P-channel transistor 33 has a source connected to a power supply voltage terminal labeled "VDD ", a gate for receiving control signal TS, and a drain. P-channel transistor 31 has a source connected to the drain of P-channel transistor 33, a gate for receiving input signal IN, and a drain for providing output signal OUT at output terminal 101. N-channel transistor 32 has a drain connected to the drain of P-channel transistor 31, a gate connected to the gate of P-channel transistor 31, and a source. N-channel transistor 34 has a drain connected to the source of N-channel transistor 32, a gate for receiving control signal TS*, and a source connected to a power supply voltage terminal labeled "VSS ". N-channel transistor 40 has a first drain/source terminal connected to the gates of transistors 31 and 32, a gate for receiving control signal KILLP*, and a second drain/source terminal. P-channel transistor 39 has a source connected to VDD, a gate connected to the gate of N-channel transistor 40, and a drain connected to the second drain/source terminal of N-channel transistor 40. P-channel transistor 42 has a first drain/source terminal connected to the gates of transistors 31 and 32, a gate for receiving control signal KILLN, and a second drain/source terminal. N-channel transistor 41 has a drain connected to the second drain/source terminal of P-channel transistor 42, a gate connected to the gate of P-channel transistor 42, and a source connected to VSS. P-channel transistor 37 has a source connected to VDD, a gate connected to the second drain/source terminal of N-channel transistor 40, and a drain for providing output signal OUT at output terminal 101. N-channel transistor 38 has a drain connected to the drain of P-channel transistor 37, a gate connected to the second drain/source terminal of P-channel transistor 42, and a source connected to VSS. A transmission line 43 has a near end connected to output terminal 101, and a far end. The far end is connected to a receiver (not shown) which could be an input terminal of a logic circuit, or the like.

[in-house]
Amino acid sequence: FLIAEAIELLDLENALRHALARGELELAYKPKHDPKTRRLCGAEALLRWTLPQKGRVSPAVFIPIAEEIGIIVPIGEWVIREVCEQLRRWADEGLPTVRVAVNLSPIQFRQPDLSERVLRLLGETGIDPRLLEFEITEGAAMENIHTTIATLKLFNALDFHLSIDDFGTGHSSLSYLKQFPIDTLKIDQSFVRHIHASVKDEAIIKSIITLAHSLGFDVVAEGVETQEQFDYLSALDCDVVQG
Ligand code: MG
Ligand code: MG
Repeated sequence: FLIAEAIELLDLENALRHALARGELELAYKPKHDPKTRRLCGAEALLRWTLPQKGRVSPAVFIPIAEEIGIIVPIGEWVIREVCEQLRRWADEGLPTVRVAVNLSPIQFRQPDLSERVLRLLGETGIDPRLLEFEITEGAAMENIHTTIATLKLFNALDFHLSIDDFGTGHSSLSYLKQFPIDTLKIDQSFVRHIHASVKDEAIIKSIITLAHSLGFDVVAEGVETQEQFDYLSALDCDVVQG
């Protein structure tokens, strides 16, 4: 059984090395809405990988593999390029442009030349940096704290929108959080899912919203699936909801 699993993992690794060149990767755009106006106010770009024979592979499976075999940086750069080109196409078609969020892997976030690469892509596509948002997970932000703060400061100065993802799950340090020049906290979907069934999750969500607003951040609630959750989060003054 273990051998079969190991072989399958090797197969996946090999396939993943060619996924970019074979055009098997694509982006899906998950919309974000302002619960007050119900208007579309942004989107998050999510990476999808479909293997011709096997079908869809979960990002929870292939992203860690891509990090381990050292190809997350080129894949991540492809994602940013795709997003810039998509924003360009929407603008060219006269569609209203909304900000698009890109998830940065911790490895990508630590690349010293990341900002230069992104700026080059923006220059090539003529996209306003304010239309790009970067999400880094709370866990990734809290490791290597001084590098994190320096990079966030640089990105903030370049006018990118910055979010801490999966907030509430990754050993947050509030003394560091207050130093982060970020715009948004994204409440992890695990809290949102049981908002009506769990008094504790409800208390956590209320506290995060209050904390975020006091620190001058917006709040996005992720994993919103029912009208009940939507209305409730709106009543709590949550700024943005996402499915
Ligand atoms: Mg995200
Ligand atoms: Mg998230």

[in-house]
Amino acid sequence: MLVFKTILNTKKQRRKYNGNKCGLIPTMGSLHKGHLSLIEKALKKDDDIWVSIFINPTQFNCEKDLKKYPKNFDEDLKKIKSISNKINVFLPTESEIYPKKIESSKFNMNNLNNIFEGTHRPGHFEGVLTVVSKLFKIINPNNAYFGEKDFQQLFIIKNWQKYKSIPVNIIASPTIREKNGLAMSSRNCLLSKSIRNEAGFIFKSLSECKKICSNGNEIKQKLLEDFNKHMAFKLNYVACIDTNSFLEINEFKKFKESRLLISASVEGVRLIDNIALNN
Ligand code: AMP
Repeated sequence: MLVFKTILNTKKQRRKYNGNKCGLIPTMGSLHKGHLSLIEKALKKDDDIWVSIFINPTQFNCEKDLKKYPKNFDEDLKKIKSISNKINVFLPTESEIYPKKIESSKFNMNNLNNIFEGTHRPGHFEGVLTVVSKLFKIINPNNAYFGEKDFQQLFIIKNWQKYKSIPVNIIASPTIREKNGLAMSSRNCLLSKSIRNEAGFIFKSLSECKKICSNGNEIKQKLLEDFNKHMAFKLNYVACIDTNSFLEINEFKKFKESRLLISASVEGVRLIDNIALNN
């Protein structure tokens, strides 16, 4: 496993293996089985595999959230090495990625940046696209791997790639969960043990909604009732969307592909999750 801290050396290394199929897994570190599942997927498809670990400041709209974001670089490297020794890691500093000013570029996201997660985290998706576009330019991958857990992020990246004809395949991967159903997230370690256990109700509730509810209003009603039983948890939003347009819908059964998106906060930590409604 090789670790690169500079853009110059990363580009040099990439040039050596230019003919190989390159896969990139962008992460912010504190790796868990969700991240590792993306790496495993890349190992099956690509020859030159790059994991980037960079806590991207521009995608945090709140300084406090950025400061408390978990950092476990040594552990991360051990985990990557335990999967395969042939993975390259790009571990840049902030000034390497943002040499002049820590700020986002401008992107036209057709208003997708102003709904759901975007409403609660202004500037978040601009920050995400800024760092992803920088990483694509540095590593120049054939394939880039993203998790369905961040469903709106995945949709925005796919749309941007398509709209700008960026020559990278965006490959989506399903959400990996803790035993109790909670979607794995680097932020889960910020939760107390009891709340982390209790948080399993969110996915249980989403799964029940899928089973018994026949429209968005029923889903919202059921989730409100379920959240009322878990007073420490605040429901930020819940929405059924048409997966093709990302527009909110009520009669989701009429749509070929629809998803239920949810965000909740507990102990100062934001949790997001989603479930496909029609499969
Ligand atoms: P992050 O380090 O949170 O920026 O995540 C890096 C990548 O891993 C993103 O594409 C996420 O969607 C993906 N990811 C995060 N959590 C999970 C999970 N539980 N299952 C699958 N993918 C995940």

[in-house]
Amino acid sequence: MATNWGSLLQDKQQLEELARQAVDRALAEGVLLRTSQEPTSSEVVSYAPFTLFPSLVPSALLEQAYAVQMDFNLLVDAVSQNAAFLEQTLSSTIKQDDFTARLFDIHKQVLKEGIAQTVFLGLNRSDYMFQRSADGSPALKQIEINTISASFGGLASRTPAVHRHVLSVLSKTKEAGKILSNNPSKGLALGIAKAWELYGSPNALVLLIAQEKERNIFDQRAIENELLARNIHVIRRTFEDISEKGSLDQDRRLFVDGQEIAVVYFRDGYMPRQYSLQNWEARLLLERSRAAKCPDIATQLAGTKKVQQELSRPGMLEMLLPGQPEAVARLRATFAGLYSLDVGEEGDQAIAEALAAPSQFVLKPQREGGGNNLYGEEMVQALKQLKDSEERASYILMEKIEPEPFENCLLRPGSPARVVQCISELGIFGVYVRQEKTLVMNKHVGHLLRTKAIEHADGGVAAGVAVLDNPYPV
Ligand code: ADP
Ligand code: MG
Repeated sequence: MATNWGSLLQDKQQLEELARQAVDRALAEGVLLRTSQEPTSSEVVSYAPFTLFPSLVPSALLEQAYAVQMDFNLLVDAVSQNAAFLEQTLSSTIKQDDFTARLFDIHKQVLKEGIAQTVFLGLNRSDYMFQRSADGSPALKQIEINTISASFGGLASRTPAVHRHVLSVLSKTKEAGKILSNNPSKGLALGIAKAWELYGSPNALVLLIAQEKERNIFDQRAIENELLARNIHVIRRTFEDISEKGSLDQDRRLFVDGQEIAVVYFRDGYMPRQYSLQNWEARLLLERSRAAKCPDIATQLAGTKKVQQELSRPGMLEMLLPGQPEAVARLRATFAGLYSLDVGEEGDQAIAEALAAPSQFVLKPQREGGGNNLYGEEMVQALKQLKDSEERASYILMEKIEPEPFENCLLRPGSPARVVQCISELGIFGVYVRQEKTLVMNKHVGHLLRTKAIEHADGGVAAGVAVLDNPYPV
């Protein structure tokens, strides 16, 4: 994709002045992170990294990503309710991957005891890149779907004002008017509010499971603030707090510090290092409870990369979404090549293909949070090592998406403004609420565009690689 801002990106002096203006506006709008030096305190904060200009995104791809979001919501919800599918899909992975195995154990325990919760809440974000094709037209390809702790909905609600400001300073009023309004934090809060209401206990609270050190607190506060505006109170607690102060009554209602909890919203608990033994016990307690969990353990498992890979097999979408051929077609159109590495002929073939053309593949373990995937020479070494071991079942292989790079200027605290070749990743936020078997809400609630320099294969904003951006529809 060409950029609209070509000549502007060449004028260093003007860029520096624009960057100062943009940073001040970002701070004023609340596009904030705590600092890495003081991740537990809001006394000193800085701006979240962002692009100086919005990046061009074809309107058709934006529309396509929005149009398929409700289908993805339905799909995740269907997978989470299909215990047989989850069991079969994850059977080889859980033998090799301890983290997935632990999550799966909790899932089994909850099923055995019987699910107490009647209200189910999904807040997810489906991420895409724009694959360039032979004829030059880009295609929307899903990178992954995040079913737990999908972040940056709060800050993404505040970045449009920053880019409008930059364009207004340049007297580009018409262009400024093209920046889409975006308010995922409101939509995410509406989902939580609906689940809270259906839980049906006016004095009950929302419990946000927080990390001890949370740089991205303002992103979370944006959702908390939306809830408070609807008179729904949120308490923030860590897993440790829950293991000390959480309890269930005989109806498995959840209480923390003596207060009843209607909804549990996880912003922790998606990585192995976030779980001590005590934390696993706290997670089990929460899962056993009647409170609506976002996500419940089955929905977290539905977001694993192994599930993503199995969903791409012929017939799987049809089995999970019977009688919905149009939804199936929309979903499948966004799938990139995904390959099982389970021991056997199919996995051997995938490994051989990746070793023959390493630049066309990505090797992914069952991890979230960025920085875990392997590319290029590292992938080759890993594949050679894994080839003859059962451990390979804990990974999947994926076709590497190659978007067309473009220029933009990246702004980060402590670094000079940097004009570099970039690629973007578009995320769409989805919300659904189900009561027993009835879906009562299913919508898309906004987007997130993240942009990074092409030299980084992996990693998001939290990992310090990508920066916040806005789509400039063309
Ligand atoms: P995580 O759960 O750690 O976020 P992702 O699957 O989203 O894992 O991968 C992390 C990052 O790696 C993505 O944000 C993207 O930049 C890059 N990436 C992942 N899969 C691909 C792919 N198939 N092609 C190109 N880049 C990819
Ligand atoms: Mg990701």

Input signal IN is a digital signal from a memory, microprocessor, or other type of integrated circuit that can represent data, a control signal, or other type of digital signal. Output signal OUT is a logical complement of input signal IN, and is provided to transmission line 43, which may be a bus, printed circuit board trace, or other type of relatively long metal line for transporting digital signals. In a preferred embodiment, output signal OUT is provided at TTL (transistor-transistor logic) levels, but in other embodiments, output signal OUT can be provided at other logic levels, such as ECL (emitter-coupled logic), CMOS logic, or the like. High impedance driver circuit portion 30 has an output impedance of about 50-75 ohms, or whatever impedance is needed to match the impedance of transmission line 43, and low impedance driver circuit portion 36 has a relatively lower impedance, depending on the amount of driving ability needed. Driver circuit portions 30 and 36 together provide a high drive capability and are used to initially drive transmission line 43. Output signal OUT is also received by sensing circuit 24, which senses when output signal OUT is within a predetermined voltage of the steady state value of output signal OUT in one of two logic levels. Then, driver circuit portion 36 is turned off and driver circuit portion 30 continues to drive transmission line 43. Since the output impedance of driver circuit portion 30 closely matches the characteristic impedance of the transmission line, the reflected signals from the far end are absorbed by driver circuit portion 30, thereby reducing ringing.